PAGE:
Gregory the Great, pope from 590-604 AD, wrote the Pastoral Rule to strengthen the office of the episcopacy following the fall of Rome. Widely read throughout Europe by bishops and laypeople, this treatise describes how bishops should lead, teach, live their lives, and govern others.
The Pastoral Rule was intended to reshape and empower bishops following the spiritual, cultural, and economic deterioration of the Roman Empire.
A 2006study in American Sociological Review shows that, while both divisions among American Christians and negative perceptions between people of different faiths are eroding, there is still one group that Americans don’t trust: those who choose to remain outside of communities of belief. Further research shows that atheists are perceived about as favorably as Muslims. Not believing in God constitutes a social mōs on par with one of the most maligned religious groups in the current American zeitgeist. (At least one op-ed has called for a political alliance between Muslims and atheists on the grounds that much of the current vitriol in American politics is aimed at these two groups.)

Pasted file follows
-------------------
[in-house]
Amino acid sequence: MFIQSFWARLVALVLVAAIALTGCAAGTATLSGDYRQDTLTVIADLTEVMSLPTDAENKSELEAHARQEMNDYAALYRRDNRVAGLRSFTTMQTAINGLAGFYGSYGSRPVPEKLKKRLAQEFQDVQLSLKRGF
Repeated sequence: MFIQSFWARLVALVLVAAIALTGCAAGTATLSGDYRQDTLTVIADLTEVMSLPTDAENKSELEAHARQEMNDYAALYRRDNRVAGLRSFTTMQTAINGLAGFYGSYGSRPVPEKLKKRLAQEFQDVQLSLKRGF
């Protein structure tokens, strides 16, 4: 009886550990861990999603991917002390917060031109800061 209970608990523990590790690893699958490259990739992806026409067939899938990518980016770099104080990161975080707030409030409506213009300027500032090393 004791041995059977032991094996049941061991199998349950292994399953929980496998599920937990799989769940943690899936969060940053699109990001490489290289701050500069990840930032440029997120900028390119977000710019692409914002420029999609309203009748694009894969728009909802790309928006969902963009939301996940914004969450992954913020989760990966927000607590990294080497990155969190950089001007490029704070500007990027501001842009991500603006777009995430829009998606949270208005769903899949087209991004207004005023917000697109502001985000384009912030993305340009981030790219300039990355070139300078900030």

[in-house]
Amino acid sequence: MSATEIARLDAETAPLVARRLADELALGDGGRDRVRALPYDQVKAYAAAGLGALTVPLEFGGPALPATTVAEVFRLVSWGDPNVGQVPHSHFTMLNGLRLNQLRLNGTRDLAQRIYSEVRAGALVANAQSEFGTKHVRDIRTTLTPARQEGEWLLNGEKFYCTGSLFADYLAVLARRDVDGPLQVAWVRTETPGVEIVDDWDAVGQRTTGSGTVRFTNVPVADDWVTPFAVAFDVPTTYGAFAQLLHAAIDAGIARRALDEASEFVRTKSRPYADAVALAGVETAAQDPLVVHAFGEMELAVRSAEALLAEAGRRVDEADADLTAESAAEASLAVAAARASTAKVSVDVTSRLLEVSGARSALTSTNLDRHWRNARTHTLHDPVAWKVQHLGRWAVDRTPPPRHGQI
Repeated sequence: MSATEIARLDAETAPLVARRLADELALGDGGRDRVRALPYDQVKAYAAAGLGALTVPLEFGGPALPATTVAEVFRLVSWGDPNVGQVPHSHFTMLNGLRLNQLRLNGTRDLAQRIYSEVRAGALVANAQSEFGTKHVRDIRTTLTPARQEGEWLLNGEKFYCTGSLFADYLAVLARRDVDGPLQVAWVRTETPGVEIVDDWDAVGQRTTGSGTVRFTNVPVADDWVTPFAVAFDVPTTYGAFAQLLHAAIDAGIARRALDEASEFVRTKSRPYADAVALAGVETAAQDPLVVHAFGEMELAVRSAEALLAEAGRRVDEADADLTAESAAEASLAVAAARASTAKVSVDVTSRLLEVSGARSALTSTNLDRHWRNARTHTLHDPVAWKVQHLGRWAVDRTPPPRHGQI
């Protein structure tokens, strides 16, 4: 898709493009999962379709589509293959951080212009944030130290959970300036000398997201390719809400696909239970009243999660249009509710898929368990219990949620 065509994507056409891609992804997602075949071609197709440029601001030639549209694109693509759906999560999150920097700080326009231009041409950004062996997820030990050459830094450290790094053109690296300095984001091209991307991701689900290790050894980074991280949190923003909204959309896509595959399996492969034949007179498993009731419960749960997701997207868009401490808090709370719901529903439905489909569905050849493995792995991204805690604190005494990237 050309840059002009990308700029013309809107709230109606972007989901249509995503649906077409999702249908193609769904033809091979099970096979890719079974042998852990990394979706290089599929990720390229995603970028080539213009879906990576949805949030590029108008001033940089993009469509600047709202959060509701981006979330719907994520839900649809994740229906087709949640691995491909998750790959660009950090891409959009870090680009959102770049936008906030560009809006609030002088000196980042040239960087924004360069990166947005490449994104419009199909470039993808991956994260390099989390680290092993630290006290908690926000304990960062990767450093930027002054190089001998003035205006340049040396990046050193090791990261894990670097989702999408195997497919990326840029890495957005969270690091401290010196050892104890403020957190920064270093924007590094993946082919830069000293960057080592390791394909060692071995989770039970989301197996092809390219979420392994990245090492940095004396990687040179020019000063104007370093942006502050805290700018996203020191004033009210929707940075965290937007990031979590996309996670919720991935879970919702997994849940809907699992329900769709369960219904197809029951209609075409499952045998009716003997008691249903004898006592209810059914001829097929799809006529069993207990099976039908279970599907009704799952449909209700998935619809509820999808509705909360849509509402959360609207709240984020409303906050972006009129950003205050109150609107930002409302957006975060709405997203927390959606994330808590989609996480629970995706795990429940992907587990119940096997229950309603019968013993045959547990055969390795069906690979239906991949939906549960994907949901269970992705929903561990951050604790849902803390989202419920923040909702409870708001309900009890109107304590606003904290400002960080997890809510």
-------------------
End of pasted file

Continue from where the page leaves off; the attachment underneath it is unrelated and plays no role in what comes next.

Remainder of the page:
The most fascinating question here falls outside of quantitative analysis: what does an atheist look like?
The question of American identity has historically been both complex and contested. What’s more, it often yields mythic notions rooted in exceptionalist dogmas like election, commission, moral regeneracy, sacred land, and innocent past.
Embedded in religious American exceptionalism is the American Dream: if an individual works hard, perseveres, and is a good citizen, there is no limit to how far she can advance.
Arabic is an official Israeli language. About half of Israeli Jews have heritages stemming from Arabic-speaking countries. Despite this, only about 10 percent of Israeli Jews understand Arabic well, even though one poll indicated 58 percent of Israelis think it is important to learn the language. The Israeli school system teaches a formal version of the language, not the dialect used on the streets. Gilad Sevitt has attempted to rectify this gap with a series of free YouTube videos teaching Arabic with the name Madrasa (school in Arabic). The language instruction videos have become popular, especially with 18- to 34-year-olds. Palestinians, Jordanians, and Saudis have also used it in